Dotted within the 30 minutes of ads and sponsors were numerous utterly baffling moments. Picture the scene (if you will), Person X has paid a not inconsiderable sum to watch a film which - in all probability - Person X has not seen yet. Person X knows that the main character in this film has a 'favourite'** watch, mobile, pen, car, condom etc etc etc. However, is it REALLY necessary to have an advert for his preferred watch that is simply one minute of clips of a film YOU ARE ABOUT TO SIT AND WATCH followed by a picture of a watch. And then again, for his preferred mobile phone. And then again, for the computer game of the film THAT YOU HAVEN'T FUCKING WELL SEEN YET?

Every single scene had a moment in it when you thought 'aha! This is the bit where he jumps on the motorbike' (or whatever) because the pre-film adverts had shown it to you. Damned odd behaviour if you ask me.

Next time I'm turning up late and hoping to just catch the film! :)

*If Bond could do Diana Rigg then would he really let Olga Whatsernameko get away with just a snog? I think not.
**And a 'favourite' amount of money they deposit in the producer's bank account.

Monday, 17 November 2008


It's not often I'm lost for words really. In fact those that know me in real life probably wish I was dumbstruck more often. Like I was this lunchtime.

Y'see I'd gone to the Post Office to send some Obama t-shirts to certain members on my family who'd asked me to pick them up last week. I'd reasoned that we were still far enough away from Christmas that I wouldn't be caught in the parcel queue, but was dismayed to find that the nearest Post Office is nigh on a mile from where I work (and I work a stone's throw from one of the busiest train stations in the country). So a queue was inevitable. Ah well.

15 minutes later I am in a queue of ten people being served by two counter staff. Result! Should be in and out in a few minutes, I thought. Or not, as it turned out.

The first few people whizzed through, doing normal things like sending a letter to Australia or wanting lots of stamps for Christmas cards. Even the poor Jordanian student sending a package to his parents and (probably justifiably) paranoid that the police would open it didn't take long (in all likelihood the parcel would only get blown up if it was going to Brazil...)

And then the lady three people in front of me reached the counter. She produced a shoebox from a bag and announced to all and sundry that she'd just sold this pair of shoes on ebay and didn't know how to post it.

The twenty or so people in the queue glanced briefly at the clock, then at each other, then returned to watch the fun. The cashier looked bemused. "What do you mean, how do you post it?", he asked.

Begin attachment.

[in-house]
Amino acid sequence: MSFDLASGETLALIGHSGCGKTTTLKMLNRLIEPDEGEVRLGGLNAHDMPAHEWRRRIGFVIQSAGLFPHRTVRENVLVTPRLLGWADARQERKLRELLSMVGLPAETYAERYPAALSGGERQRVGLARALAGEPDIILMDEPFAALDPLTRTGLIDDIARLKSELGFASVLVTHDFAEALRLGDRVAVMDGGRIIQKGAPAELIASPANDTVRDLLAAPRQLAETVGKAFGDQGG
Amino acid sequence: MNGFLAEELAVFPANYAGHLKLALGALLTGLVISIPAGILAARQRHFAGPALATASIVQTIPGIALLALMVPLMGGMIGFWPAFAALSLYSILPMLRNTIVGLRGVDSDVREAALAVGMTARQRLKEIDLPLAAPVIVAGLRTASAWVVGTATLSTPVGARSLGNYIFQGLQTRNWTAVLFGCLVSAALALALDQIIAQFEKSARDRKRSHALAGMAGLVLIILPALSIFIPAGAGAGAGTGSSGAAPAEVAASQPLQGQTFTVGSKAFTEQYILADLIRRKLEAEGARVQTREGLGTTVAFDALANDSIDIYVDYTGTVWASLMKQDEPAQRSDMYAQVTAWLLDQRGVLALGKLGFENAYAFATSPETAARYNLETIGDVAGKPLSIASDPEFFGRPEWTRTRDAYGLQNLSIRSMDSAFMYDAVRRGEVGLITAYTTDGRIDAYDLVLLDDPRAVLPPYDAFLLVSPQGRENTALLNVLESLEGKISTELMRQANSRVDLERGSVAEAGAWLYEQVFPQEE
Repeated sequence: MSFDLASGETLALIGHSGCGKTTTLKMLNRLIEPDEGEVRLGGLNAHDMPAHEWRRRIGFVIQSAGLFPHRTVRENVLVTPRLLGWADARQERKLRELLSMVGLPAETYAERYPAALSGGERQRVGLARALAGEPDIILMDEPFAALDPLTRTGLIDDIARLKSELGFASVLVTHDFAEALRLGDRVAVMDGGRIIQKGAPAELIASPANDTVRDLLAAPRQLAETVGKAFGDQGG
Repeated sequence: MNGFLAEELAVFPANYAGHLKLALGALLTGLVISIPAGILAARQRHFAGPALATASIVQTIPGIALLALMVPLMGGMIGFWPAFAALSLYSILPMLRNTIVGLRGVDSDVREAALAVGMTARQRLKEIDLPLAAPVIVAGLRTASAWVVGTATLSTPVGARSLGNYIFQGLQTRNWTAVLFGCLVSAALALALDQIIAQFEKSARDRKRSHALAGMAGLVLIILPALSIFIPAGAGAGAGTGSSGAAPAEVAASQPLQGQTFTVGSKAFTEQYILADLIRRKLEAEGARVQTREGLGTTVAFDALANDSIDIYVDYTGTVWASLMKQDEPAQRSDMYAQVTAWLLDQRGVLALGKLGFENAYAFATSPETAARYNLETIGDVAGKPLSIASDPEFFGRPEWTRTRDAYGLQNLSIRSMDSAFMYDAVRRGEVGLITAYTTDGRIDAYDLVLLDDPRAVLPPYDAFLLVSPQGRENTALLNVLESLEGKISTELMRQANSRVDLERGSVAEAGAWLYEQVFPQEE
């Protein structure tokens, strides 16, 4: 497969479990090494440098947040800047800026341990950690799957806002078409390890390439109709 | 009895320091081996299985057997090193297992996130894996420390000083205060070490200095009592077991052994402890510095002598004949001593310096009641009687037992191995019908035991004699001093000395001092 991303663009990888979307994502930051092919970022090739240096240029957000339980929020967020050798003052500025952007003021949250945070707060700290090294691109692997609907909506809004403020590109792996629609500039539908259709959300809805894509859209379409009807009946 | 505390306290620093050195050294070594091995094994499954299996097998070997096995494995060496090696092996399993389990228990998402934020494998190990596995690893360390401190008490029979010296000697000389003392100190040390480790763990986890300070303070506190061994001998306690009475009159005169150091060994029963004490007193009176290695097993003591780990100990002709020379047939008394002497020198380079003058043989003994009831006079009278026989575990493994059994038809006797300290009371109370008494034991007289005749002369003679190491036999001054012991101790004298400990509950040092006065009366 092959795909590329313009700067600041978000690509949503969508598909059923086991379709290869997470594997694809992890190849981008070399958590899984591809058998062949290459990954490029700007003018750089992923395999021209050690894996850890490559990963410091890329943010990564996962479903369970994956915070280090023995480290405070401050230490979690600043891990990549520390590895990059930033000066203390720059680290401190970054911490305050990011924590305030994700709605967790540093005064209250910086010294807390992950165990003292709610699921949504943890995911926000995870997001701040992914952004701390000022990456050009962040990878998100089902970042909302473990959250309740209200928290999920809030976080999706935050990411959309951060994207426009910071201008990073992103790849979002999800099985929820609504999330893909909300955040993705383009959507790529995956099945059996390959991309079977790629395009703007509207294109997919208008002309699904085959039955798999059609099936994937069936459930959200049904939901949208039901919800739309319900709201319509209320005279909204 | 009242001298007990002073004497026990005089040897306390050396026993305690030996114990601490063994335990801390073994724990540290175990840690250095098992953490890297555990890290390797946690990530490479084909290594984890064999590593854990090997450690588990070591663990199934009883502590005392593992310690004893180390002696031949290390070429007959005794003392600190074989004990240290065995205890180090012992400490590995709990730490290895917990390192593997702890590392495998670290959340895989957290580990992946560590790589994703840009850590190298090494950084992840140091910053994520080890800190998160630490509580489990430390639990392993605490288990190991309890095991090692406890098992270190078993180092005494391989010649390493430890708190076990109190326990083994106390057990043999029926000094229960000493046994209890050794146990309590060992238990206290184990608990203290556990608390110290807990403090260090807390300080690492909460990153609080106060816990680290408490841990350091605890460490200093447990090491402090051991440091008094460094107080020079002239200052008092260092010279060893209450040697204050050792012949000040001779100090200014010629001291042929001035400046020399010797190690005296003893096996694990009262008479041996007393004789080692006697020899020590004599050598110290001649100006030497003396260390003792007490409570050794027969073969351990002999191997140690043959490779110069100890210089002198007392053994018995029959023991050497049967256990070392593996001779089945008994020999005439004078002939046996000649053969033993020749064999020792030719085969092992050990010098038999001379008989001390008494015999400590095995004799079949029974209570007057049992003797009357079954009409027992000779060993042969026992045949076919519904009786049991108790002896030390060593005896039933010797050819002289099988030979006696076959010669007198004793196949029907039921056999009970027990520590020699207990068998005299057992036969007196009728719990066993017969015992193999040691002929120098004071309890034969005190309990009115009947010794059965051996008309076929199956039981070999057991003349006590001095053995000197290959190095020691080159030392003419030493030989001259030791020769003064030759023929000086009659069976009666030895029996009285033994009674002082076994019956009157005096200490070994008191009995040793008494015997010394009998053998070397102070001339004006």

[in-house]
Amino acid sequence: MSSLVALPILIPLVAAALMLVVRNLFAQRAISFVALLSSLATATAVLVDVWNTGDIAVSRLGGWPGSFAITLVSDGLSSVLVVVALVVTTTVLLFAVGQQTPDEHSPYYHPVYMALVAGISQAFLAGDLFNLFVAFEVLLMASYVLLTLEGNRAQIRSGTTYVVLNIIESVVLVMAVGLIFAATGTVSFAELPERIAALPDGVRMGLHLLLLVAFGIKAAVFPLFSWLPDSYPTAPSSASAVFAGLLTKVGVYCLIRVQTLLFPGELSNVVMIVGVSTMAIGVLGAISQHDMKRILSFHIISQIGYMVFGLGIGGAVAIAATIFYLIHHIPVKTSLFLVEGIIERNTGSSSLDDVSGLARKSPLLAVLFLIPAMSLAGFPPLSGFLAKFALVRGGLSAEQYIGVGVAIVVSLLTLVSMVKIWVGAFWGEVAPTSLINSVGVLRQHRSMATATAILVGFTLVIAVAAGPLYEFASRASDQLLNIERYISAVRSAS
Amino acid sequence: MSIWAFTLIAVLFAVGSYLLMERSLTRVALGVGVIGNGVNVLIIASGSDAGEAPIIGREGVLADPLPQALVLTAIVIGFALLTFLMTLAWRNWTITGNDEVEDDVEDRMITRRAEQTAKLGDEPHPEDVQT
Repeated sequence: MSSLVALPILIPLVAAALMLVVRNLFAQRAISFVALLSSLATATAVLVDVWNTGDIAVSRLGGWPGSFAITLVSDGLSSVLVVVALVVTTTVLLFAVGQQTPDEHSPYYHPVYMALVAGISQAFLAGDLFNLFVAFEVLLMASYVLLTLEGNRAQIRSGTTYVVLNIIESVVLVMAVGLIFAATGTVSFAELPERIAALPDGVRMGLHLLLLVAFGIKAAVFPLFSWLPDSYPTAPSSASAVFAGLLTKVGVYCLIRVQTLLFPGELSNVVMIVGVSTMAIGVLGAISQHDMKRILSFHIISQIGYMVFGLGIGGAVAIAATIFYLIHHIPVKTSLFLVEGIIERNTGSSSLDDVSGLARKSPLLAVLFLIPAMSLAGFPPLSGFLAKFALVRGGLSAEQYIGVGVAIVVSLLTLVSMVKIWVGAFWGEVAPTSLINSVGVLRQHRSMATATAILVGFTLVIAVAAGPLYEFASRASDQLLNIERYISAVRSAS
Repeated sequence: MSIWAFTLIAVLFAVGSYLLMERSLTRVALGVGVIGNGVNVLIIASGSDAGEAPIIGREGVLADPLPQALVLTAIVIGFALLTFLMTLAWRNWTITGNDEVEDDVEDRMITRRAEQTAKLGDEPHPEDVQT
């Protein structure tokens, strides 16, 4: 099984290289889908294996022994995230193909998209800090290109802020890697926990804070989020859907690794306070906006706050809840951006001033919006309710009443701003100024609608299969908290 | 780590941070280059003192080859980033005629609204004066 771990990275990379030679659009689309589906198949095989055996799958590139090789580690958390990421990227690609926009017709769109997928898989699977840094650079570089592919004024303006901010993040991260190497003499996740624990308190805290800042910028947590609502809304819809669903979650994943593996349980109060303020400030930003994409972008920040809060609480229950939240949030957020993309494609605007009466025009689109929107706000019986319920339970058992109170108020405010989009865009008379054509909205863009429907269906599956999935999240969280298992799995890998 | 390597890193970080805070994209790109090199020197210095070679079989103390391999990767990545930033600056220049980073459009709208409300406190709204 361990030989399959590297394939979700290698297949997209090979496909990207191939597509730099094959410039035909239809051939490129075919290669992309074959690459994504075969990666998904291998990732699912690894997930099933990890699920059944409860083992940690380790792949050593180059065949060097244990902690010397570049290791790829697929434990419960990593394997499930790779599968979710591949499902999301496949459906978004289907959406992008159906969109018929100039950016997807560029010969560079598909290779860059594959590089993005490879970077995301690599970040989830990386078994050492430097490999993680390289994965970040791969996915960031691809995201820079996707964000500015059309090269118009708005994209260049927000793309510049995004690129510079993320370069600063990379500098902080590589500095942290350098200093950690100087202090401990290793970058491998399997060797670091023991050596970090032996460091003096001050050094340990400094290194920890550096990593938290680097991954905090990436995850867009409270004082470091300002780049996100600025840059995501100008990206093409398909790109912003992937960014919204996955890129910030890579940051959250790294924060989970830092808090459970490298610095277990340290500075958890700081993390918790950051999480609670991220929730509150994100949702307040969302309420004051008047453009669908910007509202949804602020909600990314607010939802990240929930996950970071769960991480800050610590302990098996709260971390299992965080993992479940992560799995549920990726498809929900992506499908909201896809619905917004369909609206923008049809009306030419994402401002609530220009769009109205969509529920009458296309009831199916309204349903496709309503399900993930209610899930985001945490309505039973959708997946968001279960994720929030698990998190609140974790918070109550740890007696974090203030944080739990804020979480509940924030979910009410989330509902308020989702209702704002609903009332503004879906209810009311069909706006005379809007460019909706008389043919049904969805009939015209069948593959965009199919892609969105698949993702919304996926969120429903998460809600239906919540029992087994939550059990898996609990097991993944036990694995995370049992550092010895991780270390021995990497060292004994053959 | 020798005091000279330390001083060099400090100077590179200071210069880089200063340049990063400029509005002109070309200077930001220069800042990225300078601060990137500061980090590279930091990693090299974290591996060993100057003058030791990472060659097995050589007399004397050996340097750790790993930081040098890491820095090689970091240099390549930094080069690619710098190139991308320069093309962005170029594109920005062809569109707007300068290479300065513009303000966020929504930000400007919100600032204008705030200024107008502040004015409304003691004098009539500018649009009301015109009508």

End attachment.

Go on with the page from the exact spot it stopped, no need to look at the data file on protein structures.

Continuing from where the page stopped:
"Well," she said, "I want to sent it recorded delivery but don't know if you're supposed to wrap it or I'm supposed to."

"You are," said the cashier with a facial expression of confused vacancy that Ben Affleck would've killed for.

"Oh," said the lady - whom I'd have guessed at late 20's/early 30's - "do you have any paper then? And be quick, I'm in a hurry to get back to work."

My jaw, along with those of the now 25 people stuck behind this woman, dropped.

By the time I'd reached the other cashier, and was weighing my parcel, the lady had (without leaving the queue) taken an A4 manila envelope from the neighbouring shelf and tried TO FIT A SHOEBOX IN IT, surprisingly failed, borrowed some sellotape and scissors from the cashier and had then taped the envelope to the top of the box.

She then rather brilliantly asked if she had to fill in the address or whether the cashier would?

Because clearly she was in the fucking psychic queue.

However, the best was to come - by now over 30 people were grinding their teeth at being held up for over 20 minutes of their lunch break behind this gurning simpleton, and the cashier could sense that the mood was turning ugly. As I walked out past her the cashier politely asked her to continue wrapping her parcel to one side and then rejoin the queue to post it.

She turned slowly and looked at the length of glowering people before replying, "oh no, I'm not joining that queue. I have to be back at work in 5 minutes."

And with 1.8million people unemployed, someone gave this woman a job. The mind boggles.

Saturday, 15 November 2008

Thursday, 13 November 2008

So good they named it twice

New York then....

I like the place (in the main). I love how each block is a kind of city-state in itself, how you can pass a block in which every person is clearly desperately poor, then one where they're well off, then back to poor etc. There's less 'areas' than a UK city, and the split in New York is equally along racial lines as it is along class lines - a Russian block becomes a Turkish block, becomes an Azerbaijani block, becomes an Armenian block, becomes a Russian block again, and so on.

Maybe it's the dull and predictable street layout* that produces such a mindset.

Anyway, this time we stayed in an area called Sheepshead Bay which is the south-eastern tip of Brooklyn and (apart from things like boats and water) was quite pretty. It certainly made a pleasant change from the warzone I accidentally booked us into last time.

I wasn't there long enough for us to do much beyond hang out and have a good time, watch some films, order a vast amount of food and check out a few local restaurants - of which the majority were sushi bars (and Mrs. Red Squirrel no likee fishee).